I dunno. Should this be a thing? It could be a thing. We’ll see what things happen soon.

Do you want this to be a thing? Does it sound cool? Or boring? Do tell.

Thursday, May 28, 2015

Thursentary: Why Christians Should Support #WeNeedDiverseBooks

It’s kind of ironic that “Highway to Hell” by AC/DC came on as I started to rewrite this post. I’m going to assume that it isn’t a message from God, and hope that He likes this song as much as I do—because if not, I guess I’m writing a damned post. I don’t believe in doing things halfway, so if we’re damned, let’s be good and damned, and get the ball rolling.

This is something I truly believe: We Need Diverse Books. More than that, I believe Christians should support diversity in books as well.

Now, I know this sounds weird, especially if you are a Christian and you know that WNDB actively promotes the presence of minority religions, LGBT+ issues, minority cultures, and people with disabilities, among other things. Because if you are a Christian, you know that we have some stuff to say about those things. If you’re willing, hear me out—sometimes these things aren’t fun to hear and aren’t fun to think about, but if we can’t discuss, then we can’t grow, and that is a problem.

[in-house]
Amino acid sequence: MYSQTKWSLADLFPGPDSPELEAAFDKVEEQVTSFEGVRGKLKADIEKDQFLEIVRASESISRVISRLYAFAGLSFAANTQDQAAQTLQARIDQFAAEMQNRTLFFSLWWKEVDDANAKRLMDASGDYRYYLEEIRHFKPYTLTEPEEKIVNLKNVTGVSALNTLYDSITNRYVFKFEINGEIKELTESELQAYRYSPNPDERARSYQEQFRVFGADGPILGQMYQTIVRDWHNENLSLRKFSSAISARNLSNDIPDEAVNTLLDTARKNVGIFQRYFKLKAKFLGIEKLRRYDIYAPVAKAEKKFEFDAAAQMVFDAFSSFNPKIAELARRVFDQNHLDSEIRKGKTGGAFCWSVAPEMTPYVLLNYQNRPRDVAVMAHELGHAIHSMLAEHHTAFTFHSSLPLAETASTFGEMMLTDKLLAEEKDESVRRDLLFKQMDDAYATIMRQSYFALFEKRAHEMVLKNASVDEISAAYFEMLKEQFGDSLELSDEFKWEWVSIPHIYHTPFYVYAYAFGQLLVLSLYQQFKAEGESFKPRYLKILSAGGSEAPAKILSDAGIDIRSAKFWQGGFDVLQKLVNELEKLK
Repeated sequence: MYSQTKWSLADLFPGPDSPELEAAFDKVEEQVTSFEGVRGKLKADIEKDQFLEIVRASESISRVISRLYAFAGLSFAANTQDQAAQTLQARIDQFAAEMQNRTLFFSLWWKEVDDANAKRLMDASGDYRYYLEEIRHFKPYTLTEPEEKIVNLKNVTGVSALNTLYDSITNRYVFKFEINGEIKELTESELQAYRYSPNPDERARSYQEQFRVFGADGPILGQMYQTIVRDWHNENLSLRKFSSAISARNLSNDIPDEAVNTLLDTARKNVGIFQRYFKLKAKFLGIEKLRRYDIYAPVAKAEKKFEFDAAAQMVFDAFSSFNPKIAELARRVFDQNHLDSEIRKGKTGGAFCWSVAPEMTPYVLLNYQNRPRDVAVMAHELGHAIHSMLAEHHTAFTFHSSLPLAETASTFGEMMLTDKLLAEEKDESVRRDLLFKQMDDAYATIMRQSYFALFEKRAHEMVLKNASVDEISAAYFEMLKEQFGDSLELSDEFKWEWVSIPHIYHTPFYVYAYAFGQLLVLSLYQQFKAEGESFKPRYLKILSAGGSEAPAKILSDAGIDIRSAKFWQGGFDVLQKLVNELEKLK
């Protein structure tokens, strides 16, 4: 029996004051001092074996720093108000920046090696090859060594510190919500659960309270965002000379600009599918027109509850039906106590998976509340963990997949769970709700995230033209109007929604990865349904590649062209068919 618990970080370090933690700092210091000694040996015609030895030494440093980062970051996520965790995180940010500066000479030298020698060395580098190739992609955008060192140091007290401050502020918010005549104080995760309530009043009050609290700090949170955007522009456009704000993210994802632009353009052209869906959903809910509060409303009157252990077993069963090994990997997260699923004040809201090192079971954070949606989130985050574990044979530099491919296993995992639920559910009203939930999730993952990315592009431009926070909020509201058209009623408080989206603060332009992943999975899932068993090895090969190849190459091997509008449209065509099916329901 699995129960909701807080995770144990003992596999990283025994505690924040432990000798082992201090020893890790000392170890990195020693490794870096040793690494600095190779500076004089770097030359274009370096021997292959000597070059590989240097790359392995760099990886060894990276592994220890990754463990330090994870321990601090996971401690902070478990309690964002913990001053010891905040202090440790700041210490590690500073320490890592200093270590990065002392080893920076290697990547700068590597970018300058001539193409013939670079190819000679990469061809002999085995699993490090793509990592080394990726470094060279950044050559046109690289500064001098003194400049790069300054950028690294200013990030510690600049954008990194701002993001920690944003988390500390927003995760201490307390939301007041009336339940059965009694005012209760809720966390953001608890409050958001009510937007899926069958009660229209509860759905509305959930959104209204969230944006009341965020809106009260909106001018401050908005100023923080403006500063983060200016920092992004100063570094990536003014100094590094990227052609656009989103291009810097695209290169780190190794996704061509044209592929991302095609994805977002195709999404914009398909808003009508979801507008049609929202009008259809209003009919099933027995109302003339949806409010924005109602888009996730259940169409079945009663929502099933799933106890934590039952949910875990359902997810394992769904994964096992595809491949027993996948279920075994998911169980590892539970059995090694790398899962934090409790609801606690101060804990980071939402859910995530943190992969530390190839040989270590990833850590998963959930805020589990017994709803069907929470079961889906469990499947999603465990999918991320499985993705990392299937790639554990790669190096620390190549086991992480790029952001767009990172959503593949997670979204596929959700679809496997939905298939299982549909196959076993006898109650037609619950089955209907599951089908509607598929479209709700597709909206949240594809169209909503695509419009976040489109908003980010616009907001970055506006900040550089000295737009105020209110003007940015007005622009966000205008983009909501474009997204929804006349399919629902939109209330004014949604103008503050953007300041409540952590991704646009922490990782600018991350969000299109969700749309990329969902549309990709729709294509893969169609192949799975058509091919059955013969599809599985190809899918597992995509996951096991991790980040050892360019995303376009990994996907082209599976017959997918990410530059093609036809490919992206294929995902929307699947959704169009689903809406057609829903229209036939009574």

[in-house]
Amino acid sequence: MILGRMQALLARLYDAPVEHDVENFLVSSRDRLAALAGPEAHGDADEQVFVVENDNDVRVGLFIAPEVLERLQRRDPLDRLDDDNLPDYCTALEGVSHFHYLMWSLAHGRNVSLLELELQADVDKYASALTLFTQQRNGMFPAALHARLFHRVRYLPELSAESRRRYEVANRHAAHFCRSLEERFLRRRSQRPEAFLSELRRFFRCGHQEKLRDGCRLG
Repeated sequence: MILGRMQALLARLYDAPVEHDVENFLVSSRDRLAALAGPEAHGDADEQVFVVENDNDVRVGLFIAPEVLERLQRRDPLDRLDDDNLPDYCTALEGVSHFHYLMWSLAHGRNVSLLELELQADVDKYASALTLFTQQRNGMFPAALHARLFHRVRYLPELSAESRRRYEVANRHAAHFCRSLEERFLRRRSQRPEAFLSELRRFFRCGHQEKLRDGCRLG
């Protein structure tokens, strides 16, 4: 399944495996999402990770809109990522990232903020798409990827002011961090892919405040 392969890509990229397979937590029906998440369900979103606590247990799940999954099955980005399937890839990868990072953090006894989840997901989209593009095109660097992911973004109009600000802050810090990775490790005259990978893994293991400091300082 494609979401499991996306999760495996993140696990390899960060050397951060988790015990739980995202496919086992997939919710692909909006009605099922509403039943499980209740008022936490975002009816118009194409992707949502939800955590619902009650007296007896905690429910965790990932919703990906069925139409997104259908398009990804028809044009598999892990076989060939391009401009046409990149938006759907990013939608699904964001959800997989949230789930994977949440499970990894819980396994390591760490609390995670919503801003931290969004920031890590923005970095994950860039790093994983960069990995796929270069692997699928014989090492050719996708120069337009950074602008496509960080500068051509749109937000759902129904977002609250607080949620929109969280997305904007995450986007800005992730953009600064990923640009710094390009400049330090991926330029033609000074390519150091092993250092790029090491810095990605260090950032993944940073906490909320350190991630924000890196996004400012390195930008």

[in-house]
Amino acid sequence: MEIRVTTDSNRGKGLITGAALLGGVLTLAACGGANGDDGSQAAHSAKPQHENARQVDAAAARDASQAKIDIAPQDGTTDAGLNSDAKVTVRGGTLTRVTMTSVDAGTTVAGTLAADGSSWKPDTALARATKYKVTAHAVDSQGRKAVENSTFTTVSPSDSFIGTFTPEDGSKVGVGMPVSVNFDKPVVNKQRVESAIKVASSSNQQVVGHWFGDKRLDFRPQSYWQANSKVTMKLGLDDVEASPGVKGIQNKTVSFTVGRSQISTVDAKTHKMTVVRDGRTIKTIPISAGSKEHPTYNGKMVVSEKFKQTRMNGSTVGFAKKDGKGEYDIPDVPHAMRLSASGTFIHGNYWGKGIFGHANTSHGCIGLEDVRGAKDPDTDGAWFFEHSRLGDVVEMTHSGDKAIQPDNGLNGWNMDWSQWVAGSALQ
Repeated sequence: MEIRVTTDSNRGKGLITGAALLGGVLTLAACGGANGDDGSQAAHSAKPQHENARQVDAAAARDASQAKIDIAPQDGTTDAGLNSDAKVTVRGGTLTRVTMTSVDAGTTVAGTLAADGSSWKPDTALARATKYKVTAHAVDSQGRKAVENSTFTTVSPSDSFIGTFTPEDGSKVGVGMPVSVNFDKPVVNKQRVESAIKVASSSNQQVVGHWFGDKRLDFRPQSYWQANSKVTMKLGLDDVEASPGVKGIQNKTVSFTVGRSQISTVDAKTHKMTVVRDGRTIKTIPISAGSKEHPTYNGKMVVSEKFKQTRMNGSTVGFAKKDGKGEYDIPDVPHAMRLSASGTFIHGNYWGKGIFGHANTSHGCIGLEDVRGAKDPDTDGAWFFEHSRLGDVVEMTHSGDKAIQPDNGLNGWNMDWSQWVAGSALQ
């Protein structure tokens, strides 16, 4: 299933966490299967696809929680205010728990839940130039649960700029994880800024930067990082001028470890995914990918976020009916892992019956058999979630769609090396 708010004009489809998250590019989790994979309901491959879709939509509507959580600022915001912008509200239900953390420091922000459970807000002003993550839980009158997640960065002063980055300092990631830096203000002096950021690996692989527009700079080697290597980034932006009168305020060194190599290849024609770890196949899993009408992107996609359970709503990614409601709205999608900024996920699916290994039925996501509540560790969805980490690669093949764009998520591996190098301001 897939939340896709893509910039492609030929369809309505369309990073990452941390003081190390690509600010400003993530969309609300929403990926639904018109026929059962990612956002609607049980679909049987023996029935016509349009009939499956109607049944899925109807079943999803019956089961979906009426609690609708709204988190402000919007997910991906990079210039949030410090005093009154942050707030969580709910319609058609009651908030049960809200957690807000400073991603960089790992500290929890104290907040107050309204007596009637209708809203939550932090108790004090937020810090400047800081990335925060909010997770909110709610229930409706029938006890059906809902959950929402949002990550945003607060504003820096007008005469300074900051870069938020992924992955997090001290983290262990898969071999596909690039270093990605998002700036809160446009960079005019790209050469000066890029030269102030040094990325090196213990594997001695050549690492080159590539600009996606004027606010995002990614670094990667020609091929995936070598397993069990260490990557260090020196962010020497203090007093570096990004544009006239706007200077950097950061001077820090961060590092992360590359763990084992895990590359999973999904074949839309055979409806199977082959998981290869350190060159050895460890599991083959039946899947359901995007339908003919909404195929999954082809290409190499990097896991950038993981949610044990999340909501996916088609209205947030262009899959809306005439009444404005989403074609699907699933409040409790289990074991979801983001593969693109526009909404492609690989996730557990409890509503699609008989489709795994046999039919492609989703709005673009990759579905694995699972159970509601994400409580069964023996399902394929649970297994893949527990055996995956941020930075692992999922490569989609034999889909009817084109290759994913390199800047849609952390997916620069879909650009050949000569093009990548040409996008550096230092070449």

via Mary Wilson Kerr
To begin, I think there are a few misconceptions that should be cleared up, just so we are all on the same page:

1. This is not a movement to shame non-minorities—maybe you are like me, and are a white, straight, mostly able-bodied Protestant; maybe you are not. This is who I am, and it’s not bad to be me, but what would be bad was if EVERY CHARACTER was like me. Majority rule works when you’re voting for pizza toppings, but when it comes to a cast of characters, then you probably want a variety of people represented, especially if you want a variety of people to connect to the story.